NFL AM: Cowboys’ Gregory Suspended Four Games


The 2016 league year hasn’t even begun yet and the Dallas Cowboys have already lost a player for the first four games of the upcoming season.

The NFL announced on Friday that Dallas defensive end Randy Gregory has been suspended four games for a violation of the NFL’s substance abuse policy. Gregory reportedly failed multiple test during the 2015 season and an exhausted his appeal options before the suspension was announced.

For Dallas, it’s another blow to a defense that has talent but that is littered with players who can’t stay on the field because of suspension, injury or both. The Cowboys lost linebacker Rolando McClain to a similar suspension last year and also had defensive end Greg Hardy miss four games last season due to suspension.

But that’s the risk you take when you employ players of such low character, as the Cowboys have of late. The only reason Gregory, a consensus Top 10 draft talent, was available to Dallas at the 60th overall pick last year was because he had failed a drug test at the NFL Scouting Combine and scared teams away. That positive test put the 23-year-old in the league’s rehabilitation program, which comes with mandatory tests throughout the season.

The Cowboys happily swooped in and grabbed Gregory in the second round, one of three projected first round picks they nabbed last season along with actual first round pick Byron Jones and undrafted free agent La’el Collins, who had some issues of his own cause him to fall out of the draft. But now Dallas can see why teams were shy on the Nebraska product in the first place.

After an impressive showing during training camp, the preseason, and in the season opening win over the Giants, Gregory missed five games due to a high ankle sprain in that game. He wasn’t the same after returning from that injury and didn’t register a sack over the course of the season. Still, the defensive end showed flashes of brilliance during the season, and had the Cowboys excited about what was to come, but that excitement has to be tempered now.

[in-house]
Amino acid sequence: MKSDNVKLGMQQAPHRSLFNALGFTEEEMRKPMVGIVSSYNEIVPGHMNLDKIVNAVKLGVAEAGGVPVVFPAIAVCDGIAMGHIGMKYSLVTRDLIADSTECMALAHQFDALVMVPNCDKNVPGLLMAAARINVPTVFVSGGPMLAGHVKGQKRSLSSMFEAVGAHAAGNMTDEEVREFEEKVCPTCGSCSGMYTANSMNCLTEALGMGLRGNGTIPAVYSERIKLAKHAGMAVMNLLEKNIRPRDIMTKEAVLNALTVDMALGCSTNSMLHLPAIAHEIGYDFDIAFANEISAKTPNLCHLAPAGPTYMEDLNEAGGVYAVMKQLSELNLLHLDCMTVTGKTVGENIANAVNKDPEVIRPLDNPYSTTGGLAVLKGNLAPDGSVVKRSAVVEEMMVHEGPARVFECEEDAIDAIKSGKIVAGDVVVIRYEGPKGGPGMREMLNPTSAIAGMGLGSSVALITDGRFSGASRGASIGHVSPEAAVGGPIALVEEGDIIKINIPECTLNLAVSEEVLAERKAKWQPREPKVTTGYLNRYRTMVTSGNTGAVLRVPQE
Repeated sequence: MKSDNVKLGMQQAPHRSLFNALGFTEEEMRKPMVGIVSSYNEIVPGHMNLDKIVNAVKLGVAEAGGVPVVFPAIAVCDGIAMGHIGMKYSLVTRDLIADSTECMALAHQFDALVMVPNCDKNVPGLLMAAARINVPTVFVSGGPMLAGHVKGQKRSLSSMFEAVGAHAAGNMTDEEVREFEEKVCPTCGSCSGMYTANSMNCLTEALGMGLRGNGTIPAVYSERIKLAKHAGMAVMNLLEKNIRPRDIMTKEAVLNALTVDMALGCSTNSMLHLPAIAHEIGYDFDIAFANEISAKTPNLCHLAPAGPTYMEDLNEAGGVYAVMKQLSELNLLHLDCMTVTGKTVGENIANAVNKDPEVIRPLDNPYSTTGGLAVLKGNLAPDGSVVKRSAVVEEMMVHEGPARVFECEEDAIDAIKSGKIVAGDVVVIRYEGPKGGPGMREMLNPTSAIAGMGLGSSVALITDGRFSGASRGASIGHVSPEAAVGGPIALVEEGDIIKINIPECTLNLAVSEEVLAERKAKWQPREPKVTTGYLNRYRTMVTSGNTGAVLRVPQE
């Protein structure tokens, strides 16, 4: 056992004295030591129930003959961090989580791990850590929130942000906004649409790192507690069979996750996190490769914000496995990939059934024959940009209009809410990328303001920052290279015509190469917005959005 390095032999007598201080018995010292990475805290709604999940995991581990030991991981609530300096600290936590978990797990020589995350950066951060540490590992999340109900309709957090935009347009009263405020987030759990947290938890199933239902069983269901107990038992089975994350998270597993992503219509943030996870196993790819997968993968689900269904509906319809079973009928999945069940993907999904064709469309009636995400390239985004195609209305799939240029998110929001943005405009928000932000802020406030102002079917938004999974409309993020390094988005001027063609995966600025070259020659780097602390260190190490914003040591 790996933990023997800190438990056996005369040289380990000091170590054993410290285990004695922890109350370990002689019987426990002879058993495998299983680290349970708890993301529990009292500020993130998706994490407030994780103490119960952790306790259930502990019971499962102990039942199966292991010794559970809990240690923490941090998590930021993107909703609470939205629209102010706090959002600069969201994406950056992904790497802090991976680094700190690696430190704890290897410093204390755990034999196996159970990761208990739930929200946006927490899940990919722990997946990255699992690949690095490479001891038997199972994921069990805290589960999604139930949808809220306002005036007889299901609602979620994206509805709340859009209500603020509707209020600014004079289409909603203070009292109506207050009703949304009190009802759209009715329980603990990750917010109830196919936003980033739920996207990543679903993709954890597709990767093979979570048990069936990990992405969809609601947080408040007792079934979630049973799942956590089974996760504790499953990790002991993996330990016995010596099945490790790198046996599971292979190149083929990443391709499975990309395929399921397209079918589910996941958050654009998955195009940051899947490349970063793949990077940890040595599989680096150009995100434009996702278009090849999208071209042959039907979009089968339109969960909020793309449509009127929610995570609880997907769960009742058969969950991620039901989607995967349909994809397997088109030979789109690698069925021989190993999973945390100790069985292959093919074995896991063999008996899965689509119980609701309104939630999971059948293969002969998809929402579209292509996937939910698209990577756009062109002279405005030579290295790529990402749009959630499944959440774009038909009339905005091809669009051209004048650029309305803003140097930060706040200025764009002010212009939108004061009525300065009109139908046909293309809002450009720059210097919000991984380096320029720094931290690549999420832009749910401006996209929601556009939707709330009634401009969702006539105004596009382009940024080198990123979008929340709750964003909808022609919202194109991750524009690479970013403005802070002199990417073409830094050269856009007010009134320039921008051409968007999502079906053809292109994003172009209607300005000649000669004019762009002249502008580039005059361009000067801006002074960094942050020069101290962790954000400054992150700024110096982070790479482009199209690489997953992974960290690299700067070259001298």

Gregory is an incredible talent, and if he can put it all together on the field, Dallas will have a heck of a player. But he has to actually be able to play to do that.

There are some who will be compelled to make this about the fact that the NFL still tests for marijuana and how archaic that policy is. But the truth is, it takes a really stupid person to first test positive for weed at the Combine and then, once put into the NFL’s drug program, test positive again. This is on Gregory, not the league. And to a certain degree, it’s on the Cowboys as well, for continuing to enable players who can’t get out of their own way.


As the start of the new league year draws nearer, the retirements keep rolling in. The latest of those came on Friday when Pittsburgh Steelers tight end Heath Miller announced he would retire after 11 seasons in the league.

“I will always cherish and value the special bonds that I formed with my teammates. It was truly an honor for me to take the field with them,” Miller said in a statement. “I am also appreciative of my entire family and all of the coaches who helped me along the way. Additionally, I want to thank Steelers Nation, the best fans in the NFL!”

Miller crafted a heck of a career during his more than a decade of service in the Steel City. He was a part of two Super Bowl winning teams and sits atop the record books for tight ends in the storied history of the franchise. His 592 receptions rank first among tight ends and second for all pass catchers in Steelers history, and his 6,569 receiving yards and 45 receiving touchdowns are both first among TE’s and fourth among all receivers in Pittsburgh’s books.